About Keams Canyon and the McGees

McGees Indian Art Gallery and Shopping Center is located in Keams Canyon, Arizona, within the Hopi Reservation, on Route 264. It is an easy ride north from Interstate 40–via Winslow, AZ, on Route 87 or via Holbrook, AZ, on Route 77. But, how did this canyon get its name and how did this Trading Post start? Here is the story.

Incised into the sandstone wall of Keams Canyon is the following legend: 1st Regt. N.M. Vols. August 13th, 1863. Col. C. Carson, Comdr. It was here that General James Carlton sent Colonel Kit Carson and troops from Fort Canby, a military post near what is now known as Ganado. Carson camped in Keams Canyon, then known as Peach Orchard Spring, during periods in 1863 and 1864, in the U. S. Government’s effort to capture the Navajos.

Thomas V. Keams, from Cornwall, England, was one of the troopers. After the fighting stopped, Keams served a short time as a temporary Indian Agent to the Navajos. He then married a Navajo woman and came back to the Peach Orchard Spring, and settled into a ranch that became Keams Canyon.

Keams built the original trading post in 1869, about three miles east of the current location. The current Keams Canyon trading post was built in 1879. The Santa Fe Railroad reached Holbrook in 1881, improving the transportation of supplies, somewhat. Paved roads were not in place until after the 1940’s.

In the old days, and up until after World War II, trading posts relied primarily on barter rather than money. The problem for the trader was to find produce from the Native Americans that he could turn into cash to purchase staples for his trading post. At first, the Indians traded mostly live stock and wool for sugar, tobacco, flour, etc. Keams began to trade for pottery which he then took to Holbrook and sold to train passengers traveling through on the Santa Fe. This activity led to Keams supplying Fred Harvey and the Grand Canyon Park operations with many Indian arts and crafts.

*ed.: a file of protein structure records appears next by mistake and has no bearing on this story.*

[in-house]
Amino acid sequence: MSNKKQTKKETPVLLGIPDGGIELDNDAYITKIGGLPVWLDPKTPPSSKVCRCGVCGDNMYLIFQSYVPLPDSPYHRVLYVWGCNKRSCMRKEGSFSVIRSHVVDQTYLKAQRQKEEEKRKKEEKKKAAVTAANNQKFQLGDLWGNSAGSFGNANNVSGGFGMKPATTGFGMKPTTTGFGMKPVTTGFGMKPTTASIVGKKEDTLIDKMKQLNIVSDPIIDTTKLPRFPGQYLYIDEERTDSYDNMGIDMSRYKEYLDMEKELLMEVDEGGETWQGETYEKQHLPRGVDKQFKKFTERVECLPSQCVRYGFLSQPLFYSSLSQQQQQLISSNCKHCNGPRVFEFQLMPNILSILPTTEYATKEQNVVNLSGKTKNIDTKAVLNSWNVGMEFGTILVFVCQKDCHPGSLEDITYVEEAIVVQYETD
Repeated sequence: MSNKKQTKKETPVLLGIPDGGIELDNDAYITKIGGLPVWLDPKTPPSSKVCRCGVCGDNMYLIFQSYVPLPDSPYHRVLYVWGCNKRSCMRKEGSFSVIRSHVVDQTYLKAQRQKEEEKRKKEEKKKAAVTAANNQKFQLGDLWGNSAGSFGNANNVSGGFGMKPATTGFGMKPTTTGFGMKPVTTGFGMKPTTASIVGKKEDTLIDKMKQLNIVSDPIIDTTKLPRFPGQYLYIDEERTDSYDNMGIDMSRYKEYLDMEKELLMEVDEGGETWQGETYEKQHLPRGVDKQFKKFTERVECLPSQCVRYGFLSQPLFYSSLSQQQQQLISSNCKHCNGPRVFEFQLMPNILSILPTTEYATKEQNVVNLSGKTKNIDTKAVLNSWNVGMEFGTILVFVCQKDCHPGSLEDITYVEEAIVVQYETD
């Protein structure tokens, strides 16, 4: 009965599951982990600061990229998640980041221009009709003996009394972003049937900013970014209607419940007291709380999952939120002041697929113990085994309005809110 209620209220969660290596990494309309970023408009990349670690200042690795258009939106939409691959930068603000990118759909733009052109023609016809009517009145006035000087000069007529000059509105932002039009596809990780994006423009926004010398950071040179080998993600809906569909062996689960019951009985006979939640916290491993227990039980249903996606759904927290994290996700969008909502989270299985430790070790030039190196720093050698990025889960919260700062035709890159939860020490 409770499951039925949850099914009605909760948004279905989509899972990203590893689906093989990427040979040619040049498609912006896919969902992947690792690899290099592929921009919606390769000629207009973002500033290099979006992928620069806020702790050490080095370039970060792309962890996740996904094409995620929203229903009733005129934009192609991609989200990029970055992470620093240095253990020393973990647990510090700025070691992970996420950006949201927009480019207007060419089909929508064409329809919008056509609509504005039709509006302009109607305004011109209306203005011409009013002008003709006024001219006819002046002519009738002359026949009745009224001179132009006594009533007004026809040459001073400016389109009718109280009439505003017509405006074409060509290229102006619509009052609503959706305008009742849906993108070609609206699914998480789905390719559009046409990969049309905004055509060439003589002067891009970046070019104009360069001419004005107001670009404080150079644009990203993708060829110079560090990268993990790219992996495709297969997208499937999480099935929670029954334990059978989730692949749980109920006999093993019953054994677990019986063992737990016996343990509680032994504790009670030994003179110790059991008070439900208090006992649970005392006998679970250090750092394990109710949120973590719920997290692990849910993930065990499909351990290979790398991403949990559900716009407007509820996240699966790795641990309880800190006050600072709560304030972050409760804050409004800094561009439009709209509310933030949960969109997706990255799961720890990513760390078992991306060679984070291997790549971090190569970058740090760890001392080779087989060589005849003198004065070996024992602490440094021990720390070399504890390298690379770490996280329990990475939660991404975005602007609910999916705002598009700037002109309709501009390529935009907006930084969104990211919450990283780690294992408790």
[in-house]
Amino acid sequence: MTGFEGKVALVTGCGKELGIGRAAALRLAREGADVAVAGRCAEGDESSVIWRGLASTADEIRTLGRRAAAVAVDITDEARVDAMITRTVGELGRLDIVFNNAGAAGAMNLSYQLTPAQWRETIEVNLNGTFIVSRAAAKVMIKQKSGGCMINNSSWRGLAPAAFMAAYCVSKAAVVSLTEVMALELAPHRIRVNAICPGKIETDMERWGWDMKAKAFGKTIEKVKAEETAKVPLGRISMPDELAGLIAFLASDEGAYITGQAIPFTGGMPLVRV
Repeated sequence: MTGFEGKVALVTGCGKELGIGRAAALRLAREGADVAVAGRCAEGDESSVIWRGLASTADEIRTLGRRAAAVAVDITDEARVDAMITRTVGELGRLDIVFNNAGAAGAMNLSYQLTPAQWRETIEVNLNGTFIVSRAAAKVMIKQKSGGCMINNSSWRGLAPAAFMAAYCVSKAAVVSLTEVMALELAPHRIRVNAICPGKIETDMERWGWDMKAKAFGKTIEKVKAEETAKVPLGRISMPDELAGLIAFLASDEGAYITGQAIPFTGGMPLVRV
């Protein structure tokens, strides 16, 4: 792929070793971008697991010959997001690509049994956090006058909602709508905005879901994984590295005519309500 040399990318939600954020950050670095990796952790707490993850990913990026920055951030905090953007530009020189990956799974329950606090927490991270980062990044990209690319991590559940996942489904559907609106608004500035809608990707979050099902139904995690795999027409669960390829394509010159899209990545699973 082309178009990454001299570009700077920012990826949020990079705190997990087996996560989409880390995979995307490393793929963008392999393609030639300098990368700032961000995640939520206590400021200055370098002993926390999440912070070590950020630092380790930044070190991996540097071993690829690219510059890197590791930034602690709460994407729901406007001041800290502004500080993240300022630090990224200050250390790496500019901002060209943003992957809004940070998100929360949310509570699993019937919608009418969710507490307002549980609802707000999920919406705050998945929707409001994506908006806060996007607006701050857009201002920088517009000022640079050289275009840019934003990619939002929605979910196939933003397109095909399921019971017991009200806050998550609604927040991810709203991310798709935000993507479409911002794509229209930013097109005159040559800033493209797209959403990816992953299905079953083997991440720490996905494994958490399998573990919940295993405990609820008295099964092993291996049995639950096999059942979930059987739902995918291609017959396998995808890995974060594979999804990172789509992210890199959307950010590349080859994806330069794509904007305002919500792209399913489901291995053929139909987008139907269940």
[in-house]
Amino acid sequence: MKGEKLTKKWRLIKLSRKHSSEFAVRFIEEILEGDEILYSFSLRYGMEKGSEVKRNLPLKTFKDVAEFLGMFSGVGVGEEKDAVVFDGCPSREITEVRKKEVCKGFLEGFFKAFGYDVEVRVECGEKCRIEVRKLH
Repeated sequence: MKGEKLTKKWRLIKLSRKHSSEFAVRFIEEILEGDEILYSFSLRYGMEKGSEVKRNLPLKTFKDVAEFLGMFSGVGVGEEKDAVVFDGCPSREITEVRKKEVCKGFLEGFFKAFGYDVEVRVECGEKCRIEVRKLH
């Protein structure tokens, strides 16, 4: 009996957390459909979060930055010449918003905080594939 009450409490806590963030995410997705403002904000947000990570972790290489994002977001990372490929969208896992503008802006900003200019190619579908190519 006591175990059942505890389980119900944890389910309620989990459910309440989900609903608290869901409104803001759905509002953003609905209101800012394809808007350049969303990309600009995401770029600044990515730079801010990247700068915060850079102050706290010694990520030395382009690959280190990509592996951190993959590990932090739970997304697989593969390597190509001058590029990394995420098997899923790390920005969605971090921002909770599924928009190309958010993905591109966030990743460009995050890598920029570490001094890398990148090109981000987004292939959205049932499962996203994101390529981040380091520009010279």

In 1906, the trading post was sold to Lorenzo Hubbell, of Ganado fame. After several intervening owners, the trading post was purchased by the McGee family in 1937. Now, Ron McGee runs the Indian Art Gallery, and other operations in Keams Canyon. He is the second generation of McGees at Keams Canyon, his uncle, Bill, and his father, Cliff, started the tradition in 1937, and now it is Ron.

As laws have changed, and as transportation has improved, the old-fashioned trading post concept has become obsolete. The McGees began with the old and transitioned into the modern, with primary emphasis now on the Indian Art Gallery.

Store Building

The original trading post is still the center piece of the Keams Canyon store. However, other additions and changes have been made to accommodate today’s traveler. The market was added in 1962, the restaurant in the late 1960s, and the service station in 1974. There are also lodging accommodations available. One can stand back and only wonder what Tom Keams would think, were he at the trading post, today.

The McGee Indian Art Gallery buys from local artisans, just as Thomas Keams did in 1869. ‘In fact,’ says Ron McGee, ‘when I was a kid, I used to play with many of the artists who now bring in their creative work.’

The gallery features a wide range of arts and crafts, and a wide range of prices that accommodate the first-time buyer, as well as the avid collector. You’ll be interested in comparing the McGee prices to those in Santa Fe, or Scottsdale, or Chicago, or Los Angeles. You’ll find McGee’s reservation prices significantly below those in the major metropolitan centers.

Ron McGee states that he frequently buys as many as 50 kachinas in a single week. The McGees also have a wholesale branch that sells to bona fide retailers all over the world.

Special Orders Are Welcomed

As you look through this Internet Catalog, please be aware that the McGees regularly fill special orders. If there is a particular artist or a particular piece that you would like to obtain, contact Ron McGee.

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